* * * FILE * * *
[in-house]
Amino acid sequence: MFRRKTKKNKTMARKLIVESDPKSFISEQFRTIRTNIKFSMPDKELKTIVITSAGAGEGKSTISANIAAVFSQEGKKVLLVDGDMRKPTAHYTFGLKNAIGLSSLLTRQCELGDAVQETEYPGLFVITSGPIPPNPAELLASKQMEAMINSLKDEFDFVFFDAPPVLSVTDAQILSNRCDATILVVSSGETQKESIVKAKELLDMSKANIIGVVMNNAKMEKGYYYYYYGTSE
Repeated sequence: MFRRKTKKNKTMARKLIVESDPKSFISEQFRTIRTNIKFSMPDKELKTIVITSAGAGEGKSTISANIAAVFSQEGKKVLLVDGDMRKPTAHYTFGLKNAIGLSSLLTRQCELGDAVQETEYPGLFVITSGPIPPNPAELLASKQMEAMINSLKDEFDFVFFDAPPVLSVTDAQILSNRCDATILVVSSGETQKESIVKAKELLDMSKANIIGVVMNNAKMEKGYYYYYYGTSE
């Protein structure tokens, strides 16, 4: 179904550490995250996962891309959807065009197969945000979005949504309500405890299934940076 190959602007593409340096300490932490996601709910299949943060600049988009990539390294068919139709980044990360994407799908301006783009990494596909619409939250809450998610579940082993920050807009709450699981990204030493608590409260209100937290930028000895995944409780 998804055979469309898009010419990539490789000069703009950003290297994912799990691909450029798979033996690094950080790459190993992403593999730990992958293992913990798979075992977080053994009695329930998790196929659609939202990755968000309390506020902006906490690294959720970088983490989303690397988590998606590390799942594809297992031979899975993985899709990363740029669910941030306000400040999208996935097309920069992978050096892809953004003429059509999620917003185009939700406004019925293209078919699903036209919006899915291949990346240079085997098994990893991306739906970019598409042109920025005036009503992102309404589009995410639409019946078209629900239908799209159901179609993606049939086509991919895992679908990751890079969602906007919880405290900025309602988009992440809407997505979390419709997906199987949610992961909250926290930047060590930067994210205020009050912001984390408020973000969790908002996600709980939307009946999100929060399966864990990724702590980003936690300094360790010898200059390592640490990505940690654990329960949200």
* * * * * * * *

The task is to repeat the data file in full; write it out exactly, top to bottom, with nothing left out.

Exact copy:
[in-house]
Amino acid sequence: MFRRKTKKNKTMARKLIVESDPKSFISEQFRTIRTNIKFSMPDKELKTIVITSAGAGEGKSTISANIAAVFSQEGKKVLLVDGDMRKPTAHYTFGLKNAIGLSSLLTRQCELGDAVQETEYPGLFVITSGPIPPNPAELLASKQMEAMINSLKDEFDFVFFDAPPVLSVTDAQILSNRCDATILVVSSGETQKESIVKAKELLDMSKANIIGVVMNNAKMEKGYYYYYYGTSE
Repeated sequence: MFRRKTKKNKTMARKLIVESDPKSFISEQFRTIRTNIKFSMPDKELKTIVITSAGAGEGKSTISANIAAVFSQEGKKVLLVDGDMRKPTAHYTFGLKNAIGLSSLLTRQCELGDAVQETEYPGLFVITSGPIPPNPAELLASKQMEAMINSLKDEFDFVFFDAPPVLSVTDAQILSNRCDATILVVSSGETQKESIVKAKELLDMSKANIIGVVMNNAKMEKGYYYYYYGTSE
């Protein structure tokens, strides 16, 4: 179904550490995250996962891309959807065009197969945000979005949504309500405890299934940076 190959602007593409340096300490932490996601709910299949943060600049988009990539390294068919139709980044990360994407799908301006783009990494596909619409939250809450998610579940082993920050807009709450699981990204030493608590409260209100937290930028000895995944409780 998804055979469309898009010419990539490789000069703009950003290297994912799990691909450029798979033996690094950080790459190993992403593999730990992958293992913990798979075992977080053994009695329930998790196929659609939202990755968000309390506020902006906490690294959720970088983490989303690397988590998606590390799942594809297992031979899975993985899709990363740029669910941030306000400040999208996935097309920069992978050096892809953004003429059509999620917003185009939700406004019925293209078919699903036209919006899915291949990346240079085997098994990893991306739906970019598409042109920025005036009503992102309404589009995410639409019946078209629900239908799209159901179609993606049939086509991919895992679908990751890079969602906007919880405290900025309602988009992440809407997505979390419709997906199987949610992961909250926290930047060590930067994210205020009050912001984390408020973000969790908002996600709980939307009946999100929060399966864990990724702590980003936690300094360790010898200059390592640490990505940690654990329960949200």